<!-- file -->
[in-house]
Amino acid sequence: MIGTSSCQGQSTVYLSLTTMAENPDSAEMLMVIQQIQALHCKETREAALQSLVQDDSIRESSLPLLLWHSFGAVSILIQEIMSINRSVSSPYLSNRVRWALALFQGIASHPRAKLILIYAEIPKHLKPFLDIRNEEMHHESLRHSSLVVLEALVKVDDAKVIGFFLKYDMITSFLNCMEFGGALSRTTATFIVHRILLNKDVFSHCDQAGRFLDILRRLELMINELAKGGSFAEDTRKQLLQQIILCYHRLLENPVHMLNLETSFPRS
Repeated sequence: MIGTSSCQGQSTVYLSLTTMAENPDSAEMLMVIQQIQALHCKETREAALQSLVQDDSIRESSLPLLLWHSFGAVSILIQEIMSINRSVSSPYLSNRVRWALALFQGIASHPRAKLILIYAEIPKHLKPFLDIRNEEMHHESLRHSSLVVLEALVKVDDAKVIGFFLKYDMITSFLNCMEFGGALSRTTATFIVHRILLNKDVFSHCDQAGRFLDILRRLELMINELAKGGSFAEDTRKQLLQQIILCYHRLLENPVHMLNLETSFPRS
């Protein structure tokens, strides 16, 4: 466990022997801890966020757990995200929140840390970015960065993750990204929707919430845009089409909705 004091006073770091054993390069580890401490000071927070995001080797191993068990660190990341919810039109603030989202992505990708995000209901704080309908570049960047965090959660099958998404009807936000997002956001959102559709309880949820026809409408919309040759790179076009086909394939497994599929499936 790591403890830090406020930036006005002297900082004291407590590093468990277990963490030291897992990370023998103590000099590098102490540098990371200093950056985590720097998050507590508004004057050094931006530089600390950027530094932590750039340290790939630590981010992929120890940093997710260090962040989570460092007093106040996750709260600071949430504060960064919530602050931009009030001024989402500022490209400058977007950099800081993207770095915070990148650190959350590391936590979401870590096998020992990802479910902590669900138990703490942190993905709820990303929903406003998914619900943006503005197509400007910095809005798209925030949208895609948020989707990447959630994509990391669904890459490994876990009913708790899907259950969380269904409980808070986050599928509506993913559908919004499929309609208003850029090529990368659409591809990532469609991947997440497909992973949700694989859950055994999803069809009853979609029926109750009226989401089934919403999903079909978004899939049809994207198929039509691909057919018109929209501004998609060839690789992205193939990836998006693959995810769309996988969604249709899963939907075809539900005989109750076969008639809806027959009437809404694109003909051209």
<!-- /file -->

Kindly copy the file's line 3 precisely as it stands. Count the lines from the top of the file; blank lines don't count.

Repeated sequence: MIGTSSCQGQSTVYLSLTTMAENPDSAEMLMVIQQIQALHCKETREAALQSLVQDDSIRESSLPLLLWHSFGAVSILIQEIMSINRSVSSPYLSNRVRWALALFQGIASHPRAKLILIYAEIPKHLKPFLDIRNEEMHHESLRHSSLVVLEALVKVDDAKVIGFFLKYDMITSFLNCMEFGGALSRTTATFIVHRILLNKDVFSHCDQAGRFLDILRRLELMINELAKGGSFAEDTRKQLLQQIILCYHRLLENPVHMLNLETSFPRS